Successfully Working in a Remote Office

Many workers are being asked to work remotely, but how does that change the way we work? In a post last week, we looked at some resources and tips around shifting to a home office. Recently, Gus Curran wrote a timely blog post about successfully adapting to a remote team. This week, Gus sat down with the Train Like You Listen podcast to dive deeper into how people can be successful in this work situation to which many workers are rapidly shifting.

Listen using the player below. Please leave us your thoughts in the comment section or on twitter @train_champion.

Transcript of the Conversation with Gus Curran

Heather Snyder: Hello and welcome to the Train Like You Listen podcast, a weekly short podcast for learning development professionals. This week, we’re sitting down with Gus Curran to discuss a topic that is affecting a lot of professionals right now, which is working remotely.

6-Word Introduction

Heather Snyder: Gus, we like to start each week with a six-word memoir that describes us today. What would be your six-word memoir?

Gus Curran: My six-word memoir today would be, “without trust, virtual teams won’t succeed”.

Heather Snyder: That’s fantastic and very true. Mine is, “I’m thankful for my remote office”.

Brian Washburn: Yeah. And for me, I would say, “working from home isn’t so bad”.

Gus Curran: I like them all.

Brian Washburn: [LAUGHS] All right, Gus, let’s get into some questions here. I’ve known you and I’ve worked with you for a while, and we both find ourselves in organizations that are 100% remote. Can you tell me a little bit, from your end, what was the transition like when you went from working in an office to working remotely?

Transitioning From Working In An Office to Working Remotely

Gus Curran: When I first started working remotely, I have to admit that it was a little strange. And I kept wondering, “what will my first day look like?” One thing that really helped me is my CEO at the time, Eric Berg, he gave me a speech that went something like, “Gus, it might be in a week. It might be in a month. But you’re going to get buyer’s remorse. You’re going to be sitting at your desk in your house and saying, what have I done? And when that happens, I want you to reach out to me and talk to me about that.” And that really helped. Because he was right. I did get sort of lonely. I did feel very isolated at times. I think my productivity went down. And that little speech that we had at the beginning of my job gave me permission to go to him and say, “hey, Eric, I’m struggling. What’s going on?”

And we worked it out. We came up with ways to help me out. And we say that same thing to everyone who joins the Humentum team now. I think it’s a great way to kick it off.

Heather Snyder: Well, that’s good advice. Has there been more training or guidance that’s given to managers for how best to engage with their remote teams?

How Can Managers Engage Their Teams Working Remotely?

Gus Curran: Yeah. Always use video. That’s the first thing we say to everybody. Unless they’re having a bad internet or bad hair day, maybe they won’t use video. Everybody uses video. We think that helps to build trust. It helps you to see if the other person is, first of all, paying attention. It forces you to pay attention.

One of the biggest things that we try to encourage everyone to do is to trust each other. And we do that by asking each other to assume good intent from others. We always try to speak our minds respectfully to each other. And– this is really important– we trust that other people are doing the same thing.

So when we’re trying to negotiate meeting times or important things, we’ll say, I know if you, Brian, say to me, Gus, “this is how I feel about this”, we’re not going to spend a lot of time going, “are you sure, Brian? Are you–?” It’s like, “OK, Brian, I understand. Great.”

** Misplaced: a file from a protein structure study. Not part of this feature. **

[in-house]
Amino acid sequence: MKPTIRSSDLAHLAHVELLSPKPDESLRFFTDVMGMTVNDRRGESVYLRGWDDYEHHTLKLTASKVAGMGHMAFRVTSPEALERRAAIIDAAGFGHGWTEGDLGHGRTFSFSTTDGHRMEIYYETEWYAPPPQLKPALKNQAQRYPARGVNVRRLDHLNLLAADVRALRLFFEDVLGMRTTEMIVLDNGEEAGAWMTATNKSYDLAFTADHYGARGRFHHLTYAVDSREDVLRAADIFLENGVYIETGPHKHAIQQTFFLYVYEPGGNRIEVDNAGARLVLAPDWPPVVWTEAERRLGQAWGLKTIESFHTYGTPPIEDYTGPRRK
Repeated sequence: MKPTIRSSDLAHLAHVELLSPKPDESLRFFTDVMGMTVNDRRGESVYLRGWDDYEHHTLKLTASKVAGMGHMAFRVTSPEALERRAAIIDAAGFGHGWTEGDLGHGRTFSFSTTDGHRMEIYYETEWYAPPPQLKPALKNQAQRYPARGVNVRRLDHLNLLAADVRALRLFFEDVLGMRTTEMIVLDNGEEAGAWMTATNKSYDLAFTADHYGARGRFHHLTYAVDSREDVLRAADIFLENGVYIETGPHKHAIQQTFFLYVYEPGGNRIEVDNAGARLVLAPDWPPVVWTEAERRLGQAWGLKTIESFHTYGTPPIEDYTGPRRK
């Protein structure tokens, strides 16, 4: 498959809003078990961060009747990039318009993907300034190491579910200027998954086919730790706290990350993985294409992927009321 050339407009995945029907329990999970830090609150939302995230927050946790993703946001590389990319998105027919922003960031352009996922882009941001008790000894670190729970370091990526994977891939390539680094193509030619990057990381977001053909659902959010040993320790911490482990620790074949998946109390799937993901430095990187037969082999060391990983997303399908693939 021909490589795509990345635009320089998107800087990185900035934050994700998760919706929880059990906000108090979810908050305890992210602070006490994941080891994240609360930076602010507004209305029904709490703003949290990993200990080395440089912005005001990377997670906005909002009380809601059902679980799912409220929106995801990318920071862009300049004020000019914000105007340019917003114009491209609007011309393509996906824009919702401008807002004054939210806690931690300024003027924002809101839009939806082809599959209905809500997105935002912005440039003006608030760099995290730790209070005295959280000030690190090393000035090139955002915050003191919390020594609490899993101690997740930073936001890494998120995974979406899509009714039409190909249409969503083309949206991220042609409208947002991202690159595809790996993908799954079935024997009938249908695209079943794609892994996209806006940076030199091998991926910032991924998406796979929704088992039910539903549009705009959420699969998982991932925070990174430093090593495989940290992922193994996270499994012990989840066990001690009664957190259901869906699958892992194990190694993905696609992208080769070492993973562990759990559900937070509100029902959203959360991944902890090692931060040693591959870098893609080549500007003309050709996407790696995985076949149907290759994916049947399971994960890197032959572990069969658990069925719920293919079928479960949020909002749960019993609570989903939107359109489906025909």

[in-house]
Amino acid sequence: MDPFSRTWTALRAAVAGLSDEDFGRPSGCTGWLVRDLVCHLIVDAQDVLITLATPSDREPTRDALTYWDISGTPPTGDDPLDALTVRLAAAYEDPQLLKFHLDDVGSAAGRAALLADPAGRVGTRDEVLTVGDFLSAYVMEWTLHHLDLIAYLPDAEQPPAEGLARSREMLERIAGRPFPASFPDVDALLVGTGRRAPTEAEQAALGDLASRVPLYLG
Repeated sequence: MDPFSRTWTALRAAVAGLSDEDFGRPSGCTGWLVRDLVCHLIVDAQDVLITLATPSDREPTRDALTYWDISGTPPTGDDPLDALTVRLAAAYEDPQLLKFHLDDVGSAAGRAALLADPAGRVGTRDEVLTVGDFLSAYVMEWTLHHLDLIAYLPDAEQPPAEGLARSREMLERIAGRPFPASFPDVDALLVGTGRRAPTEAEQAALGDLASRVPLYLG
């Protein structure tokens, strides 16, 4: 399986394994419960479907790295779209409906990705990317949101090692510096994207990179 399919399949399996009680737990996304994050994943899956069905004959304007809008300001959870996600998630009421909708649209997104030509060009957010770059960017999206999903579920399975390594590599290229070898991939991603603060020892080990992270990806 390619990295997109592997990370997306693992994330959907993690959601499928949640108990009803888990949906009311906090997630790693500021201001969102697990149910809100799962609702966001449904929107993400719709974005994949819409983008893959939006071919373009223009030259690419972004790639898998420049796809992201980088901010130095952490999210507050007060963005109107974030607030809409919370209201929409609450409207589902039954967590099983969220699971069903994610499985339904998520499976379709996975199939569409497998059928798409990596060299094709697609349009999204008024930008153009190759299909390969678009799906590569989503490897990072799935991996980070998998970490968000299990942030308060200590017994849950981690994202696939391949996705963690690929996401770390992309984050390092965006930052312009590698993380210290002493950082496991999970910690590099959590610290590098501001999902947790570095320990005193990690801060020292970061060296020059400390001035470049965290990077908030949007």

We just trust each other to tell the truth. And then sometimes, we aren’t going to agree, but if we disagree, we do that thing where we disagree but we do commit to the solution that the team comes up with. We like to have regular meetings but shorter meetings. So, for example, all teams are encouraged to have weekly team meetings, bi-weekly one-on-one meetings with all the staff. Those are about 30 minutes. Weekly team meetings are about 45 minutes.

And then daily standup 15-minute meetings, kind of borrowed from the agile project management system. We found that if you can connect with your whole team every day for at least 15 minutes with that video on, things are just going to speed up, and it just really works for us.

Brian Washburn: In an office, it’s really easy just to walk up to someone and start a spontaneous conversation, and suddenly you’re getting into new ideas, and you’re able to build upon just the energy in a spontaneous fashion. Is there an equivalent that you’ve found when it comes to working remotely?

How To Encourage Spontaneous Conversation Among Colleagues When Working Remotely?

Gus Curran: I’m so glad you asked that, Brian, because I just read a piece in The New York Times about how remote working isn’t all it’s cracked up to be, implying that there was no creativity and no spark in remote work. And I can’t disagree with that more. Some of the ways that our teams have overcome that challenge, first of all, we use Slack. And we have a lot of different channels.

And we really just Slack each other all the time. If I have a great idea or someone else has a great idea, we’ll reach out to each other right away and start talking about it, invite others in, jump in a Zoom room, and just start having those conversations. We also think it’s really important to build in time for, in every meeting, if possible, build in a little icebreaker. Build in some time for water cooler at the end. You can’t always do that, but I think it’s really important to let those things happen.

We have channels on Slack that are built just for this kind of thing. Some of it is on social interaction, like literally a channel on Slack called Water Cooler, where we post music videos or things that are not work-related. We have some channels on Slack that are all about what are you eating right now? What did you eat last night? Share your recipes, that kind of thing.

From these little interactions, that interactivity, that permission to just reach out and just be kind of goofy, it creates a space where that creativity can happen outside those goofy places.

Brian Washburn: That’s really cool. Yeah, we found Slack to have a similar function with our organization. I know I’ve put out things before when I’m in the middle of writing a blog post, or even yesterday, Heather put something out saying, “hey, I’m working on this eLearning project and looking for some creativity and interaction for this specific scenario. Does anybody have any ideas?”